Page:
It is just my theory or my thought is that our Guard and Reserve are asked to perform services in a much more continuing fashion, greater number of deployments, longer time of being away from family and work.  And I was interested in knowing whether the difference in which we treat active military and our Guard and Reserve components is one that is—the differences that are still there are still justified.

Mr. WILSON.  In terms of being justified or not justified, what I would say is that, as has been mentioned, we are constantly reevaluating these programs.  The working group having understanding that there is a lot of frustration, that the working group has not provided their report.  I think the working group is a demonstration of the understanding both from DoD and VA that these issues do have to be looked at.

And there is at least a situation where reasonable minds, whether they agree or disagree that the programs are currently the best that they can be, realize that there is an understanding that we have to address them and make sure that there is being done everything that we can do to improve the programs.

The 1607 program, I think, is a good example.  We are pleased to be able to administer the 1607 program.  That is an outstanding program.  We have been paying that benefit for about a year now.  And, fortunately, that benefit did go retroactive to September 1st. 

So it did allow anybody that has been called up from Guard and Reserve during this period to take advantage of that benefit.  And those are the type approaches we want to continue to take.

Mr. MORAN.  I thank you for your answers and for your testimony.

And thank you, Madam Chairman.

Ms. HERSETH.  Thank you, Mr. Moran.

And my concern related to what Mr. Moran's line of questioning pursued is that from a 2004 report and then reaffirmed in a hearing about a year ago, it seems that the Department of Defense—I know you testified that you are constantly reevaluating this.  But it seems to me that so long as DoD is meeting its recruitment and retention goals, it is satisfied with the current benefit.

And while the current benefit has gone from 47 percent of the active-duty rate now down to about 29 percent of the active-duty rate, that even if it goes down to ten or fifteen percent or lower of the active-duty rate, as long as we are meeting recruitment and retention goals, people are going to be fine with the current benefit.  That raises the equity issues that a number of the members here today have identified.

Mr. Duehring, during last fall's joint Committee hearing with the Armed Services Military Personnel Subcommittee, Michael Domingus, Deputy Under Secretary of Defense, Personnel Readiness, said that the Reserve components, except for the Navy Reserve, were close to meeting their recruitment goals.

Do you know if that is still the case?

Mr. DUEHRING.  Yes, ma'am.  That actually is.  And as I recall, the most recent data that I saw showed the Navy still is just a little bit down what I have through February of 2007 for this year. 

The Navy has reached 90 percent of its goal.  The Army Reserve was also below a hundred percent at 94 percent.  The others were in excess of a hundred percent.  And that is the most recent data I was able to get a hold of.

Ms. HERSETH.  Okay.  One last question for you, Mr. Wilson, based on my coffee conversation with the young men.  Once that system was automated for Chapter 1607 benefits and when we had some of those questions over the last year to two years, they say it is working well except sometimes the checks are delayed.  There is a delay in actually getting payment.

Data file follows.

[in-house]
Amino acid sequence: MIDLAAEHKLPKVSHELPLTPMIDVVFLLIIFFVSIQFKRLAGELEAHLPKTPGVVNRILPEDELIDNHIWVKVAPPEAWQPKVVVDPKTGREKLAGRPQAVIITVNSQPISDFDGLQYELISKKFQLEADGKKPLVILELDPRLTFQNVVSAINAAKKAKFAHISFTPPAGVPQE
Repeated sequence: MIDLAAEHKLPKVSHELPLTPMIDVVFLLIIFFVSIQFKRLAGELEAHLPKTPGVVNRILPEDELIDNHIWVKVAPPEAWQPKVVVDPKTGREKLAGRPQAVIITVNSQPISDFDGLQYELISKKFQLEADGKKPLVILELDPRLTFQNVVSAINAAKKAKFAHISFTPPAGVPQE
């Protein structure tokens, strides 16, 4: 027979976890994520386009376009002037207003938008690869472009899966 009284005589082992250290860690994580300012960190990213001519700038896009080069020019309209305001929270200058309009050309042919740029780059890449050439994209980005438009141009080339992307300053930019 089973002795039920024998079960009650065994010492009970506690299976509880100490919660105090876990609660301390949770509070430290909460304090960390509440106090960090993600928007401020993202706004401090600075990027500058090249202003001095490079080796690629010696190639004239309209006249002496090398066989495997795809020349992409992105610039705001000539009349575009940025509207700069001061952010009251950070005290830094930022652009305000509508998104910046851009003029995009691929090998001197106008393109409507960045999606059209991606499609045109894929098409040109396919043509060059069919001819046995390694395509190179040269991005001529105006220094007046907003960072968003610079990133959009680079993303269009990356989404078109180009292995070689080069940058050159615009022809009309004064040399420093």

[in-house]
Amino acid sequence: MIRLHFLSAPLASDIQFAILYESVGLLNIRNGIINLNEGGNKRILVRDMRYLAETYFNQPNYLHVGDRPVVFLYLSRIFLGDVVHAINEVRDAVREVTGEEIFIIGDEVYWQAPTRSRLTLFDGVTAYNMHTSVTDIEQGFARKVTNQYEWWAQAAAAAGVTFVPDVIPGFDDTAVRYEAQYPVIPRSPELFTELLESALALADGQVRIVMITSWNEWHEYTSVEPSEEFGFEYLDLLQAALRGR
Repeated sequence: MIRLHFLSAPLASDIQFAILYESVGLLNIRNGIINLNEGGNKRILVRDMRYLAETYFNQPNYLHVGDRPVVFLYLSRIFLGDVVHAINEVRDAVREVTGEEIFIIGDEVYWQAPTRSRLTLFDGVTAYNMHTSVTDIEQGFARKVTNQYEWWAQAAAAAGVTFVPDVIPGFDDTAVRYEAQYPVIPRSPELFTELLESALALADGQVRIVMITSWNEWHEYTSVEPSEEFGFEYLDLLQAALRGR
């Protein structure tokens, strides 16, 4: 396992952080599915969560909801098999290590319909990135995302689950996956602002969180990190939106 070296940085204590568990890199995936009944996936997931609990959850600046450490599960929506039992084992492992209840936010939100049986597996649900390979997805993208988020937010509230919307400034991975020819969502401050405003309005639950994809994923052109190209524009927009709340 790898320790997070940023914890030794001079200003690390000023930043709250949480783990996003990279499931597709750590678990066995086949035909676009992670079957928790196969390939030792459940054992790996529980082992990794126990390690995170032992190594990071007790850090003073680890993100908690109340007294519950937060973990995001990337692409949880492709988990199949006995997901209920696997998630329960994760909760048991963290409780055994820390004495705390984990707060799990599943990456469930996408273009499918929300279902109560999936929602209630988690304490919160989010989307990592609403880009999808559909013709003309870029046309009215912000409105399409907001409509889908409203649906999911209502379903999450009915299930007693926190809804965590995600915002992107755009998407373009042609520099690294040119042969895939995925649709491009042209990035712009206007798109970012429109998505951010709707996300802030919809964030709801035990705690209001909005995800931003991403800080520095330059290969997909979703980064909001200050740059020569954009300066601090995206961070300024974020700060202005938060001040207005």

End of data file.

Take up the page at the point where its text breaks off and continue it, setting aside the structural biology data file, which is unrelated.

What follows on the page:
Do you know what the cause of that might be now that we have automated that system?

Mr. WILSON.  The delay would be the lingering impact of the initial roll-out of the program.  We have been paying the program for about a year.  We are receiving a significantly higher number of claims than we had anticipated.  We believe, again going back to the nature of the way it was implemented, we are paying benefits retroactive to September 11th of 2001. 

So we are receiving a lot of claims in.  And from an administrator point of view, those claims are difficult to administer.  It does take a long time to work out the mechanics of those. 

We have stood up what we call an automated payment system in our benefits delivery network system.  But it does not automate the entire process.  It does require manual intervention on most of these cases because of the amount of retroactive time that we are paying benefits.

Ms. HERSETH.  Okay.  Does it require manual intervention because of the way we have set this up in terms of a percentage of the active-duty rate based on less than a year activated, but less than two years activated?  Is that part of the issue too?

Mr. WILSON.  My understanding is no.  The issue more is most of the claims that we are processing, certainly the original claims right now for REAP are cases where an individual drew 1606 benefits previously and we are required to go back and manually basically calculate the difference so we do not overpay the individual.

Ms. HERSETH.  I appreciate the explanation.  I hope that we continue to make progress, however, in decreasing the amount of manual intervention necessary so that once the claim is processed that the benefit can be delivered on time every time and not put these service men and women that are enrolled in school in a tough spot, even if it is only two or three weeks.

Mr. WILSON.  Absolutely.

Ms. HERSETH.  Okay.  Dr. Snyder, did you have any questions for the panel?

Mr. SNYDER.  No.  Thank you.

Ms. HERSETH.  Dr. Boozman?


Ms. HERSETH.  Thank you both very much.  We appreciate your testimony and responses to our questions. 

Just to emphasize, Mr. Wilson, if you can get us any kind of timetable by next Friday, we would appreciate that.

Mr. WILSON.  Will do.

Ms. HERSETH.  Thanks.

I would now like to call the panelists for next testimony.  We have Major General Scherling, Major General Wofford, a